Family History, Chest Examination, and Cardiac Diseases

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Contains the health condition of parents (grandparents), siblings and children of the patient; no wife/husband. Have to note the occurrence of inheritable diseases: haemophilia, spherocytosis, DM, hypertension, cancer, “obesity”?. Draw family tree and mark affected people, we can localize if the disease is dominant, recessive and linked to sex chromosome X. Examination of chest.


SHAPE: Barrel chest (expiration prolonged, difficult), Pigeon breast (protruding breast bone, common in rickets), Funnel breast (inward deformity of sternum), Kyphoscoliosis (curvature of the spine, common in childhood rickets, can compromise ventilation), general deformities (due to chronic pulmonary and pleural diseases such as in TB): chest diameters can be shortened due to fibrotic and adhesive changes; patients with heart diseases can have a bulge in heart region; BREAST: shape, size, symmetry. SKIN: are there redness, edema, inflammation, rash? NIPPLE: size, position, color. Look also for lumps, masses and irregularities. PALPATION: Chest palpation is a technique from which can be elicited tenderness, asymmetry, diaphragmatic excursion, crepitus, and vocal fremitus. Local tenderness can indicate trauma or costochondritis. PERCUSSION: used to diagnose pneumothorax, emphysema (in case of this 2 disease we have hyper-resonant), pneumonia (dull, also for cancer), pleural effusion (dull to flat), bronchitis, bronchiectasis (resonant), atelectasis (flat), also can be used to assess the respiratory mobility of the thorax. AUSCULTATION: lungs auscultation can reveal breath sounds such as bronchial (pneumonia), vesicular weak to absent (pleural effusion, pneumothorax), vesicular weak prolonged expiration (emphysema), vesicular prolonged expiration (asthma, bronchitis), vesicular (bronchiectasis) or reduced vesicular to absent (atelectasis) and also abnormal sounds are crackles (pneumonia), friction rub (pleural effusion), whistles (asthma), whistles and wheezes (bronchitis), wet rales (bronchiectasis). Aortic stenosis and regurgitation.


Is the narrowing of the aortic valve opening; is often congenital. ETIOLOGY: 60% congenital, 30% degenerative, rheumatoid 10%. Left ventricle has to work harder to force the blood against the resistance of the narrowed aortic outlet; systolic pressure in the ventricle is much higher than in the aorta, thus ventricle is pressure overloaded: this pressure overload gets compensated for by hypertrophy of the ventricular myocardium. TYPES: valvular, subvalvular (hypertrophic obstructive cardiomyopathy). MANIFESTATION: rising apex beat (LV hypertrophy), blunt 1st sound, palpable whirl over the aortic opening, early systolic click, ejection systolic murmur over the aorta, pulse(small and slow pulse). CLINICAL TRIAD: stenocardia, syncope and exertional dyspnea. REGURGITATION is diastolic flow of blood from aorta into LV. ETIOLOGY: dilatation of root of aorta, dissection of the ascending aorta, infectious endocarditis, congenital bicuspid valve, post-rheumatic fever. MANIFESTATION: blowing diastolic murmur over aortic orifice, sometimes Austin Flint’s murmur, diastolic mitral murmur, great systolic-diastolic range of BP, on ECG LV hypertrophy. SYMPTOMS: fatigue, dyspnea.

NUMERO CINQUE: HT Social and Travelling History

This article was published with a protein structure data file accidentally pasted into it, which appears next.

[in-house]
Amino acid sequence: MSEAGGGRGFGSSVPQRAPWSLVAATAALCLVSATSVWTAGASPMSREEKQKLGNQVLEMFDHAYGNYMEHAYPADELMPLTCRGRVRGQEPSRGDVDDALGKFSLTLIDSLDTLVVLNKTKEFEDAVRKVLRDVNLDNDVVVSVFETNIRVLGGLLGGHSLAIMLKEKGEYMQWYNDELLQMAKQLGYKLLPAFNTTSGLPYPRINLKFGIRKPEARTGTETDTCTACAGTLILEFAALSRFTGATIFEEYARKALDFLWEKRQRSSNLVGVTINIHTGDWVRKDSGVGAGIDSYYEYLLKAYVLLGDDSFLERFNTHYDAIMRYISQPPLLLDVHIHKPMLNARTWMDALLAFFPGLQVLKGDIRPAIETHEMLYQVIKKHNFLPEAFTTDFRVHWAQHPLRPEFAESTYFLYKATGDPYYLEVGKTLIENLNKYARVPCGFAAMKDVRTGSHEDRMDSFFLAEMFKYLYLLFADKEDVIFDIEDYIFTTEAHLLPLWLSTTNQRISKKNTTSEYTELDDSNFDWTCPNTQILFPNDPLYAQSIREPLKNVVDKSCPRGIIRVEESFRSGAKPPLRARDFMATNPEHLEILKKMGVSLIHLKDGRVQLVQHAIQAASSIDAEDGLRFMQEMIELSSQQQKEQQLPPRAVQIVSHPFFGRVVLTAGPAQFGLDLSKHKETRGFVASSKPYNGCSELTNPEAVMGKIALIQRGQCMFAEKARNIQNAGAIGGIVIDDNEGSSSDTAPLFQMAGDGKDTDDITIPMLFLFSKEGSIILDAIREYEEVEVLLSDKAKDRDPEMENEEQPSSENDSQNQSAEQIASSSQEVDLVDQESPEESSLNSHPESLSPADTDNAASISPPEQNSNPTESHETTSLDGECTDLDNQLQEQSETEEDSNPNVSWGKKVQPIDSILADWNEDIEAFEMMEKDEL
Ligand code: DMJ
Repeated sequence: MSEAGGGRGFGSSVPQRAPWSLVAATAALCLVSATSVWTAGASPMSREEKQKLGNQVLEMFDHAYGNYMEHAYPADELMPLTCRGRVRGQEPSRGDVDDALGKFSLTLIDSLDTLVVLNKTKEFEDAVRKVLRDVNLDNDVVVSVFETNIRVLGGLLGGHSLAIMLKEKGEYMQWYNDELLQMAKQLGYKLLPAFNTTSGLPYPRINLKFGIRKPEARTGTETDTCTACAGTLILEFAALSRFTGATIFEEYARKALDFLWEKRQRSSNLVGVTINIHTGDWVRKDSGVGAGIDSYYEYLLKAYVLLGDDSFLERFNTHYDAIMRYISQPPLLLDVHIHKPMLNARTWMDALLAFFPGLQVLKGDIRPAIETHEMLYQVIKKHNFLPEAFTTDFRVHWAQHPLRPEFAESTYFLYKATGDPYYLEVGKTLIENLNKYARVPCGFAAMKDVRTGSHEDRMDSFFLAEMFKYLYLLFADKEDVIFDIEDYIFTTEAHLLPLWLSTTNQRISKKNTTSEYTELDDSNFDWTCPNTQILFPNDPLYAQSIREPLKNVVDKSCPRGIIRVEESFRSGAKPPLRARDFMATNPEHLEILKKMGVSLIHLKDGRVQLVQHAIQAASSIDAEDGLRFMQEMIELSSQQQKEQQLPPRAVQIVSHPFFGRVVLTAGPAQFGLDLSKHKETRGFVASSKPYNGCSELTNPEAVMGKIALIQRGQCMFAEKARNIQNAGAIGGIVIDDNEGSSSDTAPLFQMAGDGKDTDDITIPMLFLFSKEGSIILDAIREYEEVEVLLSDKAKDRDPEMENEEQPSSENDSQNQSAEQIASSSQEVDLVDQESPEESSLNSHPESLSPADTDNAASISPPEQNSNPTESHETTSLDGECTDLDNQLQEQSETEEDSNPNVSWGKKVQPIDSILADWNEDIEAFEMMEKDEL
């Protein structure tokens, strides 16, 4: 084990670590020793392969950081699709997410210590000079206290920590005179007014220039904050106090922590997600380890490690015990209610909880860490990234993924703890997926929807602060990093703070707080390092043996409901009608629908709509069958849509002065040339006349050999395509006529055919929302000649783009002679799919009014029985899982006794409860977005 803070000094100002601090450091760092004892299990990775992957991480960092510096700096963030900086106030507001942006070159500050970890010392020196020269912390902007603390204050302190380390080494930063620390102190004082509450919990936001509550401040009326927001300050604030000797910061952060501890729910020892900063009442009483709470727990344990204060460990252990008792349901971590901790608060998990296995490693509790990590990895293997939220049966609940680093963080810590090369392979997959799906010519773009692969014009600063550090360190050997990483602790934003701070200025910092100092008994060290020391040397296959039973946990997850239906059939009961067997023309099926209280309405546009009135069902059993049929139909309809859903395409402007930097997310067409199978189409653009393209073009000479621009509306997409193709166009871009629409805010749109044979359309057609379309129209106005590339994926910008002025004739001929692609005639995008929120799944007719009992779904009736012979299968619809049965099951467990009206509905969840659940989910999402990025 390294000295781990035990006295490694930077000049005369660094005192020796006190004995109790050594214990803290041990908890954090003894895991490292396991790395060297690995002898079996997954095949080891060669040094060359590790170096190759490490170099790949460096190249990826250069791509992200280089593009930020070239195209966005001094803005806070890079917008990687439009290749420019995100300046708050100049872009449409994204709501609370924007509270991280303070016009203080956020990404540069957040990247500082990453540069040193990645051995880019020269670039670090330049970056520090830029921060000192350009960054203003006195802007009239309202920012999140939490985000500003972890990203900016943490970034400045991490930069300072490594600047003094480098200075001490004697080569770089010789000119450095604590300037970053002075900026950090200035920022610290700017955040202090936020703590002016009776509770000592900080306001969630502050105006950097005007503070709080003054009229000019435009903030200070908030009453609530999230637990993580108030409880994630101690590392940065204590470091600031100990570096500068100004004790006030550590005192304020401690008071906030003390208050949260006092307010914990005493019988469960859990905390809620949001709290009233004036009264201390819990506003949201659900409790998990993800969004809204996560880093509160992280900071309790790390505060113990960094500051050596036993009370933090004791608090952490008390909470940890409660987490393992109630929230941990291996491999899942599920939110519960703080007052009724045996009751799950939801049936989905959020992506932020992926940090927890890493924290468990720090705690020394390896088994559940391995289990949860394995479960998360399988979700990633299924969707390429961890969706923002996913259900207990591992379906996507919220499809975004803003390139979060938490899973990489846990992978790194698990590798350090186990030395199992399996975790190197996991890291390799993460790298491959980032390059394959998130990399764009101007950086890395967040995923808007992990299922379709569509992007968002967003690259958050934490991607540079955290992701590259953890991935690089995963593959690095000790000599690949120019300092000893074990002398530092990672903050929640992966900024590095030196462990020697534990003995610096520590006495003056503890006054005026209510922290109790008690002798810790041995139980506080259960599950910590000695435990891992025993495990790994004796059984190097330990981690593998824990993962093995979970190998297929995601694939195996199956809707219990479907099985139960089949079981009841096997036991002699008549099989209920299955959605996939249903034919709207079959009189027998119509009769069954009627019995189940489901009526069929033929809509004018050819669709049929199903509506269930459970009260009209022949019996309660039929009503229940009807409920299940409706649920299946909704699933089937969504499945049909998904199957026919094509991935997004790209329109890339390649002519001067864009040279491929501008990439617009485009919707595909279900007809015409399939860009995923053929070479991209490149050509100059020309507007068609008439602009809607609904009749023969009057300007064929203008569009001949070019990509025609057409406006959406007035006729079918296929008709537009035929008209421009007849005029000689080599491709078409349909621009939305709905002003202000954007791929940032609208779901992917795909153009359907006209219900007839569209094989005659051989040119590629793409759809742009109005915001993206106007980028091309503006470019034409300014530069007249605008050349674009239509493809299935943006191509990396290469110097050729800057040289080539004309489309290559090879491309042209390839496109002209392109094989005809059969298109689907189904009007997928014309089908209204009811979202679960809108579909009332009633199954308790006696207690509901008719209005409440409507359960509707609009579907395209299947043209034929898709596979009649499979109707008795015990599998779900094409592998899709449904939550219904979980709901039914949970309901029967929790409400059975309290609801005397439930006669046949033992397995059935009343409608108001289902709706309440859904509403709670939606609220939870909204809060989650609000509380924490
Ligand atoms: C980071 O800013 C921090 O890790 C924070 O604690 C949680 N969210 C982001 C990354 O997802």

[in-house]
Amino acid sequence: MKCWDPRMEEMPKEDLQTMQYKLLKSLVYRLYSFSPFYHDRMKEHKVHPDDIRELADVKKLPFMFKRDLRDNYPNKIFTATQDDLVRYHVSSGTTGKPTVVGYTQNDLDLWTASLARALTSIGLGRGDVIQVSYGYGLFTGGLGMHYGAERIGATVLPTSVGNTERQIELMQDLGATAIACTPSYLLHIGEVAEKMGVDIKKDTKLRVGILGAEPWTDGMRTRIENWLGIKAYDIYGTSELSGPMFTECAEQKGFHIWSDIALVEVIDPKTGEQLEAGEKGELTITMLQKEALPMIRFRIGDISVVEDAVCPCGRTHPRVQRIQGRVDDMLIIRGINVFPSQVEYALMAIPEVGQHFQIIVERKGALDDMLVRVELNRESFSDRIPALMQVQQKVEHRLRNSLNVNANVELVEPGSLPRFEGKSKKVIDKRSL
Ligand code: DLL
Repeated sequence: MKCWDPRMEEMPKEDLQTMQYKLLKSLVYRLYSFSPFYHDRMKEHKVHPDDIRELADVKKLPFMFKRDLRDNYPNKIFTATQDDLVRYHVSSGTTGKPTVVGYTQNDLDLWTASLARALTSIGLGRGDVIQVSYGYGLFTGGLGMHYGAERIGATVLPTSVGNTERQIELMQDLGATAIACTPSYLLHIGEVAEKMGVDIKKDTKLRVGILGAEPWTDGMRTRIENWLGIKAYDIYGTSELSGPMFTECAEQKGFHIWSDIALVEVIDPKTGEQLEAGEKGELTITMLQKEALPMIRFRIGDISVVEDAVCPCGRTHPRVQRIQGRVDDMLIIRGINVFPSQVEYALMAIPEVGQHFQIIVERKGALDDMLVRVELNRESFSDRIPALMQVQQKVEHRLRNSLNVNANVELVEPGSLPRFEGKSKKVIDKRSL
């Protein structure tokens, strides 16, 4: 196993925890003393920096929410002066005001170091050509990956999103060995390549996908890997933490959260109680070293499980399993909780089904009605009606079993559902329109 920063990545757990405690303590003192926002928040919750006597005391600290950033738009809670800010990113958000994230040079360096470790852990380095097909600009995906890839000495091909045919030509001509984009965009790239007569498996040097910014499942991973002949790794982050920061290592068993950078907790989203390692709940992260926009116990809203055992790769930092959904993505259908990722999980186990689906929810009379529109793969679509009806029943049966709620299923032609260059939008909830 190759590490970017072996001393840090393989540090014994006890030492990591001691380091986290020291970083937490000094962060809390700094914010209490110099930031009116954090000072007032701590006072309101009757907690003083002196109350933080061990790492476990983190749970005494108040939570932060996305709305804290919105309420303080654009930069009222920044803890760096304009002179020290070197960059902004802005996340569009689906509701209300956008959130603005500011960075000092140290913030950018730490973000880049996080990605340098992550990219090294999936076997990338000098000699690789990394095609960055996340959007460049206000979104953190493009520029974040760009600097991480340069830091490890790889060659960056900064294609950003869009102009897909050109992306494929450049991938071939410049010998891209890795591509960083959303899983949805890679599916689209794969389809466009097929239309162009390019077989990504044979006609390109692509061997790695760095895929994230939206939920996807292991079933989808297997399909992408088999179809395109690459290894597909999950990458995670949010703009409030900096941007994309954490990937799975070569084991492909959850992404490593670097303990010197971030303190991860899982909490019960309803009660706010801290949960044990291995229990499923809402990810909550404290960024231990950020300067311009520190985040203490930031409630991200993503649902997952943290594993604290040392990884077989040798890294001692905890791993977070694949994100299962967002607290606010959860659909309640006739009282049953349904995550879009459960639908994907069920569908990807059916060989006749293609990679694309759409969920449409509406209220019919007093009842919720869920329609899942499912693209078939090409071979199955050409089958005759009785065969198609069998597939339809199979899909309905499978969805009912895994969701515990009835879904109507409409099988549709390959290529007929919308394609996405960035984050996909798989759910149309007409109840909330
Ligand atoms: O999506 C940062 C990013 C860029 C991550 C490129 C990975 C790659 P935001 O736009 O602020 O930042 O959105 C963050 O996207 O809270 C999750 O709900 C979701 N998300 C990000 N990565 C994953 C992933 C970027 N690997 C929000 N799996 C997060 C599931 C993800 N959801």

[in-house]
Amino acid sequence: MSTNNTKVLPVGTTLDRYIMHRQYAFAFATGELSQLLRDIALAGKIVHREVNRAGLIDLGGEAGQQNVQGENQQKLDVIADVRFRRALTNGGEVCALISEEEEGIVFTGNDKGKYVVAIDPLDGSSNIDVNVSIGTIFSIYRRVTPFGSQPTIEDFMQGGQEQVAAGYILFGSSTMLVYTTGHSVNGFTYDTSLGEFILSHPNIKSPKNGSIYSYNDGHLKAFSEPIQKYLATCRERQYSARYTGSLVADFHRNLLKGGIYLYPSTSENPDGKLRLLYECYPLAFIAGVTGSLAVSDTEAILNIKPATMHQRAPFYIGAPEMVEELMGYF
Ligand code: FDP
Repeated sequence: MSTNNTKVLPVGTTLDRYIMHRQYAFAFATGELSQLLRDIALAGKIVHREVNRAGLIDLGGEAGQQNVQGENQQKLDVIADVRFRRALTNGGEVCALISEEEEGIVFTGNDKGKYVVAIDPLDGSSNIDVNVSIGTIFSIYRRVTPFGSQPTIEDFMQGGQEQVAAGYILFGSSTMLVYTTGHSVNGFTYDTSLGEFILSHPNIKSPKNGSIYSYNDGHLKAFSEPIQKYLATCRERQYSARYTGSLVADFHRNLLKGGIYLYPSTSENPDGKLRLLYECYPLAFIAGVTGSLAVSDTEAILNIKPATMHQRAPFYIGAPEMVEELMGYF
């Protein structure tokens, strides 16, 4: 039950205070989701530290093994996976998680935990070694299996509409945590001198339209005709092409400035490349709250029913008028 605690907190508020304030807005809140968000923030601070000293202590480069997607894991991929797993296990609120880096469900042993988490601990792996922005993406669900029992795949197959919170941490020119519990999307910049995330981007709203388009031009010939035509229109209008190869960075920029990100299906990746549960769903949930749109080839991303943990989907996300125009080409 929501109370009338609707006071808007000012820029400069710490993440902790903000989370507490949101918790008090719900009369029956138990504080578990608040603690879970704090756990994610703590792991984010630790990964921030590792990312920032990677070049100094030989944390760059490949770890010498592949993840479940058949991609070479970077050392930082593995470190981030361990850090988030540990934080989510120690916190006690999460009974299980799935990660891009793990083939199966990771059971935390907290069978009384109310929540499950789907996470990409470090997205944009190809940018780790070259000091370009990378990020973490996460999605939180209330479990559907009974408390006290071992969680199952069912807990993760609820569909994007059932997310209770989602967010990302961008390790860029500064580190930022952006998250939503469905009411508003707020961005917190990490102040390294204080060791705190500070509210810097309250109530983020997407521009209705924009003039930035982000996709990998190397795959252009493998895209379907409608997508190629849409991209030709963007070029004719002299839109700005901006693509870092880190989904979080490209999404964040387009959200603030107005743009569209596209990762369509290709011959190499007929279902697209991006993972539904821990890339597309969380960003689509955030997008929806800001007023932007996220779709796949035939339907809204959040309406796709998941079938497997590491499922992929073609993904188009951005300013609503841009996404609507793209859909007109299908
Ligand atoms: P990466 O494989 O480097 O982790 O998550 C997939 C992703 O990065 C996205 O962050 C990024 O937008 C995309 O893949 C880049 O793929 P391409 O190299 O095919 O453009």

OCCUPATION: you have to assess if patient has a tough or strenuous job, if patient is on their feet a lot (edema) or if they inhale any toxic particles (miners, factory workers, painters). FOREIGN TRAVEL: tracking down of certain infectious or parasitic diseases (Salmonellosis, Malaria, Hookworm). LIVING CONDITIONS: how many people live with patient, in what conditions (damp, crowded street, home) cause some disease as TB are spread faster when living in damp conditions) FAMILY LIFE: married, divorced, single (stress). PHYSICAL ACTIVITY: exercise or no? PERSONAL HABITS: smoke, alcohol intake? Examination of abdomen. Let’s divide abdomen in or 4 quadrants, up+low sx and dx or in epigastrium, mesogastrium and hypogastrium via 2 horizontal lines. INSPECTION: location of umbilicus, various protrusions of abdomen (dx: liver enlargement or swelling in gallbladder, sx: spleen enlargement), check abdominal wall during breathing, scars (inguinal hernia, appendectomy, gallbladder surgery), pigmentations (Addison’s disease leads to darkening of linea alba, telangiectases), striae (fast fat accumulation, enlargement of abdomen), hernias. PALPATION: important to palpate the painful or suspected areas first, divided into light and deep palpation, start from hypog. then gradually up; if we encounter “Guarding” or “Defense musculaire” this is essentially increased diffuse of local rigidity of the abdominal muscles, area is hard to penetrate when palpation, classic sign for peritoneal irritation (Blumberg’s sign for check it); in duodenal ulcers pain is located at center of line between gallbladder and umbilicus; in acute appendicitis guarding and pain are at McBurney’s point. PERCUSSION: meteorism has tympanic sound, tumors/ascites have dull one, in urinary bladder we can percuss and diagnose an overfilled bladder. AUSCULTATION: We can auscultate to diagnose the possible increased peristaltic sounds; a stenotic systolic murmur can be heard at times in tumors of pancreas that compress upon the pancreaticoduodenal/splenic arteries; stethoscope over Xiphoid process, scratch skin over the liver, from chest towards abdomen in the midclavicular line, or from light to left over the liver. ECG, basic principles: test which measures the electrical activity of your heart to show whether or not it is working normally; it records rhythm and activity on a moving strip of paper or a line on a screen. RHYTHM: generated by SA node, sign of its healthy functioning is P wave and PQ interval. FREQUENCY: compare 2 QRS complex and measure time interval between their R waves (RR interval). WAVES: P wave (atrial depolarization, 110ms, 0.25mV, positive in I-II, negative in aVR, missing: atrial flutter, fibrillation). PR interval (atrial contraction, 120-200ms, isoelectric), QRS (ventricular depolarization and contraction, Q wave negative, can/can’t be present; R wave, positive; S wave negative; duration of QRS is 120ms), ST (isoelectric line, no activity of heart, 80-120ms), T wave (repolarization of ventricles, 110-125ms). LEADS: I-II-III (bipolar), V1-V6 (unipolar, chest leads), aVR,L,F (unipolar, extremity leads); II-III-aVF: inf. wall of heart, I-aVL,V5,6: lat. wall, V1,2: AV septum, V3,4: ant. wall. AXIS: general direction of depolarization.